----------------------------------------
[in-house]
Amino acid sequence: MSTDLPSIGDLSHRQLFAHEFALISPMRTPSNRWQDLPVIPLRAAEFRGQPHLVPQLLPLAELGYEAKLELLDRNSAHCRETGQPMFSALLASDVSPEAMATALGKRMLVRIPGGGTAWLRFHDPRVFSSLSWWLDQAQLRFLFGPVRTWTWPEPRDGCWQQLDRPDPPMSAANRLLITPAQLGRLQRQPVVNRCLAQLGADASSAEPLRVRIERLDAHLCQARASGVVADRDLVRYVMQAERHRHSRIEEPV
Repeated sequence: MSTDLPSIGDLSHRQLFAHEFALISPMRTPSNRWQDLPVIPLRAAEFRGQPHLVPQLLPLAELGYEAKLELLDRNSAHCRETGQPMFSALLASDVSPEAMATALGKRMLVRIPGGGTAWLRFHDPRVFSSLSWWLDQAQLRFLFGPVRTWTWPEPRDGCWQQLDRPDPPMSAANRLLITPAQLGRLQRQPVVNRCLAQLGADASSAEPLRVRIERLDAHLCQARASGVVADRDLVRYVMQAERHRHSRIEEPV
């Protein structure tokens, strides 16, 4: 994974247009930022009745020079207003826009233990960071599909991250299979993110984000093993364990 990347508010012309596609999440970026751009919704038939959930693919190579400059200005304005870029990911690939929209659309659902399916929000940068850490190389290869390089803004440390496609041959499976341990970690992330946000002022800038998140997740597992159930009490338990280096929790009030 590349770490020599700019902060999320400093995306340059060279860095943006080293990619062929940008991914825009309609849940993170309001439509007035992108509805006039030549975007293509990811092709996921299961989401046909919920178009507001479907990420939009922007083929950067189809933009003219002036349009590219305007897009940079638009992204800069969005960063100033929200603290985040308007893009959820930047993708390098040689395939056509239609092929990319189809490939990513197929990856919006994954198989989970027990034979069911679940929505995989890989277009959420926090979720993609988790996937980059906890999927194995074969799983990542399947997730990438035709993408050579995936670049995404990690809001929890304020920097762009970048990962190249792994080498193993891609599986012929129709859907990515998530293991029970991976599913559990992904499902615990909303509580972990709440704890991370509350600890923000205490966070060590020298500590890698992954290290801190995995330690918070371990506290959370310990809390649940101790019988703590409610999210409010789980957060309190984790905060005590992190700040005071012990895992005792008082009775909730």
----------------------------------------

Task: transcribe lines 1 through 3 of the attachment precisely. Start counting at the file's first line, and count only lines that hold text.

[in-house]
Amino acid sequence: MSTDLPSIGDLSHRQLFAHEFALISPMRTPSNRWQDLPVIPLRAAEFRGQPHLVPQLLPLAELGYEAKLELLDRNSAHCRETGQPMFSALLASDVSPEAMATALGKRMLVRIPGGGTAWLRFHDPRVFSSLSWWLDQAQLRFLFGPVRTWTWPEPRDGCWQQLDRPDPPMSAANRLLITPAQLGRLQRQPVVNRCLAQLGADASSAEPLRVRIERLDAHLCQARASGVVADRDLVRYVMQAERHRHSRIEEPV
Repeated sequence: MSTDLPSIGDLSHRQLFAHEFALISPMRTPSNRWQDLPVIPLRAAEFRGQPHLVPQLLPLAELGYEAKLELLDRNSAHCRETGQPMFSALLASDVSPEAMATALGKRMLVRIPGGGTAWLRFHDPRVFSSLSWWLDQAQLRFLFGPVRTWTWPEPRDGCWQQLDRPDPPMSAANRLLITPAQLGRLQRQPVVNRCLAQLGADASSAEPLRVRIERLDAHLCQARASGVVADRDLVRYVMQAERHRHSRIEEPV